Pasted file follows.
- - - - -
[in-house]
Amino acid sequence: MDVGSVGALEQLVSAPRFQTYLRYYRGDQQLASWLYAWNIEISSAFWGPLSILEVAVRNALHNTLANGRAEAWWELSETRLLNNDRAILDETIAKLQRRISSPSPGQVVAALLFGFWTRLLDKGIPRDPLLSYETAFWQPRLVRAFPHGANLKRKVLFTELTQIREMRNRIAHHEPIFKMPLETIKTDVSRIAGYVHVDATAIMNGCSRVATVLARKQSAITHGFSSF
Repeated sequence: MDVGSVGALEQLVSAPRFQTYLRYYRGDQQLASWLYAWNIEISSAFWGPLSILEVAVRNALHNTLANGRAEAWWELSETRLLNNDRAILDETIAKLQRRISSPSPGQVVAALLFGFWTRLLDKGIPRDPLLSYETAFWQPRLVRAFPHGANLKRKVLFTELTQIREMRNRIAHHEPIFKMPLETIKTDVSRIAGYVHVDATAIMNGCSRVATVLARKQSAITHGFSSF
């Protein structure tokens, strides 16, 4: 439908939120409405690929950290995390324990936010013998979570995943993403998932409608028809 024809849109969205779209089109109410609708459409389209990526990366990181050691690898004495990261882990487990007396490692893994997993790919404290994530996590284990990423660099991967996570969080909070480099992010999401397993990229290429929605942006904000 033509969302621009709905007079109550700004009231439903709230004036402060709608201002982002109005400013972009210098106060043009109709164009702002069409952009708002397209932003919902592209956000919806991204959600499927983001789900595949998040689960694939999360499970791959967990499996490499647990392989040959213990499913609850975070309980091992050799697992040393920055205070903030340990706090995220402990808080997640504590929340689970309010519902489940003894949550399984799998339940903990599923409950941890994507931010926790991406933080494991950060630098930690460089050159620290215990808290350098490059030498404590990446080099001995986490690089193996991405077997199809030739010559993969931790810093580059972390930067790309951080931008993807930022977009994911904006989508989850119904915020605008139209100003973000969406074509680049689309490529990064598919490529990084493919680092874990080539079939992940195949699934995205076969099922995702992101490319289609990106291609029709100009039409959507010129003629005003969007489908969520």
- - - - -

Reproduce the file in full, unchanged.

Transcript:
[in-house]
Amino acid sequence: MDVGSVGALEQLVSAPRFQTYLRYYRGDQQLASWLYAWNIEISSAFWGPLSILEVAVRNALHNTLANGRAEAWWELSETRLLNNDRAILDETIAKLQRRISSPSPGQVVAALLFGFWTRLLDKGIPRDPLLSYETAFWQPRLVRAFPHGANLKRKVLFTELTQIREMRNRIAHHEPIFKMPLETIKTDVSRIAGYVHVDATAIMNGCSRVATVLARKQSAITHGFSSF
Repeated sequence: MDVGSVGALEQLVSAPRFQTYLRYYRGDQQLASWLYAWNIEISSAFWGPLSILEVAVRNALHNTLANGRAEAWWELSETRLLNNDRAILDETIAKLQRRISSPSPGQVVAALLFGFWTRLLDKGIPRDPLLSYETAFWQPRLVRAFPHGANLKRKVLFTELTQIREMRNRIAHHEPIFKMPLETIKTDVSRIAGYVHVDATAIMNGCSRVATVLARKQSAITHGFSSF
């Protein structure tokens, strides 16, 4: 439908939120409405690929950290995390324990936010013998979570995943993403998932409608028809 024809849109969205779209089109109410609708459409389209990526990366990181050691690898004495990261882990487990007396490692893994997993790919404290994530996590284990990423660099991967996570969080909070480099992010999401397993990229290429929605942006904000 033509969302621009709905007079109550700004009231439903709230004036402060709608201002982002109005400013972009210098106060043009109709164009702002069409952009708002397209932003919902592209956000919806991204959600499927983001789900595949998040689960694939999360499970791959967990499996490499647990392989040959213990499913609850975070309980091992050799697992040393920055205070903030340990706090995220402990808080997640504590929340689970309010519902489940003894949550399984799998339940903990599923409950941890994507931010926790991406933080494991950060630098930690460089050159620290215990808290350098490059030498404590990446080099001995986490690089193996991405077997199809030739010559993969931790810093580059972390930067790309951080931008993807930022977009994911904006989508989850119904915020605008139209100003973000969406074509680049689309490529990064598919490529990084493919680092874990080539079939992940195949699934995205076969099922995702992101490319289609990106291609029709100009039409959507010129003629005003969007489908969520």